Legendary director Yasujiro Ozu is a filmcritic.com all-star. Do a search, and you'll find nothing but four and five-star reviews. That's quite a feat for a man remembered for crafting small-scale domestic dramas featuring understated performances and static camera work. What's his secret? You could write a dissertation about the Ozu magic (and many people have), but the short answer is that Ozu has a way at revealing huge truths about the human condition from the smallest of gestures.
Late Spring is classic Ozu. Set mainly in the small confines of the suburban Tokyo home of Professor Somiya (Chishu Ryu) and his 27-year-old daughter Shukichi (Setsuko Hara, Ozu's favorite leading lady), the issue at hand is a deceptively simple one: When will Shukichi get married and leave home? Finally fully recovered from wartime illness, widower Somiya wonders if his daughter should be considering marriage, but she's enjoying a sort of domestic bliss, taking care of her father and showing no interest in dating or marrying. Somiya's pushy sister Aya (Yumeji Tsukioka) buzzes around fretting about Shukichi's spinsterhood and looking for appropriate matches, but Somiya himself is sort of ambivalent.
Hopes of a match rise when Shukichi starts spending time with Somiya's handsome research assistant, but it turns out he's engaged. Aya meanwhile has lined up an arrangement with a local man who she says looks like Gary Cooper, but Somiya is totally uninterested. Next Aya hatches a plan to make Shukichi think that her father wants to remarry, and he reluctantly goes along with it, feigning interest in a woman, but the scheme has terrible results. Shukichi, who has made it clear that the idea of any man marrying a second wife is "filthy" and "disgusting" is beside herself, and eventually she crumbles and heads for the altar to marry a man she barely knows, but not before she tells Somiya that "Marriage wouldn't make me any happier. You can remarry, but I want to be at your side."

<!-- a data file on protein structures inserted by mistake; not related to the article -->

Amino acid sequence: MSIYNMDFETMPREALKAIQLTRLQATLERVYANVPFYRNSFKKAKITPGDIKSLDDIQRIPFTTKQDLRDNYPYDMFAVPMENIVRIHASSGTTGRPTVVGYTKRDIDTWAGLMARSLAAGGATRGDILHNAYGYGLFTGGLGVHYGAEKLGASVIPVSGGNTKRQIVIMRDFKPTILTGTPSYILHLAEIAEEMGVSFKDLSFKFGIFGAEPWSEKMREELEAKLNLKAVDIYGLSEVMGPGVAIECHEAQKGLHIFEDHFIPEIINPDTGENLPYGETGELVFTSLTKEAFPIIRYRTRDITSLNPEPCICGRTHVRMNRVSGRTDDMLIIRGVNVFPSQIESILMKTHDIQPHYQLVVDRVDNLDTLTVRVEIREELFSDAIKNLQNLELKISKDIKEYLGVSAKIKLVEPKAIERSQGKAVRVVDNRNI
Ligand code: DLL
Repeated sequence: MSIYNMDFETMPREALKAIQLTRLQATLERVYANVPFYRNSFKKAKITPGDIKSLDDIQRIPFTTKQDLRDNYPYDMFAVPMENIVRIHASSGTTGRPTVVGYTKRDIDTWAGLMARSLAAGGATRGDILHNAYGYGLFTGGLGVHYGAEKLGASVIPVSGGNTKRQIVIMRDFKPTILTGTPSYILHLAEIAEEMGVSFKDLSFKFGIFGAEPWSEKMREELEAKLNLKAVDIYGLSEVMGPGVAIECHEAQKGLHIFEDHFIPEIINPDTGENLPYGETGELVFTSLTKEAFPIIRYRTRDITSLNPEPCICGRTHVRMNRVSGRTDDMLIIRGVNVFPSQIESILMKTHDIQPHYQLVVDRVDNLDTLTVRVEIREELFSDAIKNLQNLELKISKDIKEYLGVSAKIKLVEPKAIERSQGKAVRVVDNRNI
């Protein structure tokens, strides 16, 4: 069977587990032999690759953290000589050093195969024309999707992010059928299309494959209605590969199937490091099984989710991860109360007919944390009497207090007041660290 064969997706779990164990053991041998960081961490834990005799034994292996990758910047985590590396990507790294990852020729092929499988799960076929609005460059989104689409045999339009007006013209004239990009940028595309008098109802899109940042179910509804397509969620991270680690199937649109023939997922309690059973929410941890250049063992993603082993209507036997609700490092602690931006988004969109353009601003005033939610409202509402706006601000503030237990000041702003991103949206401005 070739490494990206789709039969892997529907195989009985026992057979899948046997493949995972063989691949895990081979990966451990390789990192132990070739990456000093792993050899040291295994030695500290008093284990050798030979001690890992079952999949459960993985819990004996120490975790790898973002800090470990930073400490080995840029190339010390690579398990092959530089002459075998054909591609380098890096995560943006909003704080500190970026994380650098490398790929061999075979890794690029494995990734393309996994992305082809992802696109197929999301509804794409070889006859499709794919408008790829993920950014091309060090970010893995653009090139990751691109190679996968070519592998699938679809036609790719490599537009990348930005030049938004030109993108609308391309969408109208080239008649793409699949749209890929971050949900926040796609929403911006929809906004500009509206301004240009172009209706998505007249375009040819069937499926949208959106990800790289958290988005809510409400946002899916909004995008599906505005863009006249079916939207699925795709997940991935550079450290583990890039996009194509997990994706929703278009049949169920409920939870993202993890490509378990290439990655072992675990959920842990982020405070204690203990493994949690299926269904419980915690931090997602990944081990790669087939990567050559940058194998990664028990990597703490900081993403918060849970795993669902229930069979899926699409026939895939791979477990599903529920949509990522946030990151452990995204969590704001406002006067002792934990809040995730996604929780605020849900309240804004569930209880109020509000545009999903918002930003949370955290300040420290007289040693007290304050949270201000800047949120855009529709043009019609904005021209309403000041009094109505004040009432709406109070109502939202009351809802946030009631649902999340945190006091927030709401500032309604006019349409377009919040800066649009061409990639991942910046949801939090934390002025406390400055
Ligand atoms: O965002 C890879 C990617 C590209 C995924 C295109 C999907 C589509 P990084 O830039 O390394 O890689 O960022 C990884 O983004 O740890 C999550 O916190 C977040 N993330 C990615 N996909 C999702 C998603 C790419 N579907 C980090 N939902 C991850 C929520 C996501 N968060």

All this goes on behind a façade of smiles, polite laughter, and subtle insinuations. It's rare for an Ozu character to say what he or she really feels. Maybe that's a particularly Japanese characteristic, or maybe it's just plain human repression. The meddling aunt sends both Shukichi and her father down paths they don't really want to travel, but they go along willingly, thinking it's the "right thing to do." In the end, no one is happy except Auntie, and Somiya is now home alone pondering the huge lie he told to his daughter, a lie that brings him nothing but loneliness.
Much of the pleasure of Late Spring comes from appreciating Ozu's unique technique. Note the famous floor-level camera shots. Watch the body language. Marvel at how many crucial events actually happen off-screen. Count the transitional "pillow shots" of temples, trees, and other scenery. The intimacy is intense. When the film is over you'll be amazed at powerfully your emotions have been played with given the economy with which the story has been told. It's the work of a master.
The Criterion DVD includes Wim Wenders' tribute to Ozu, the feature-length Tokyo-Ga, commentary from an Ozu expert, and a book of essays about the film and Ozu.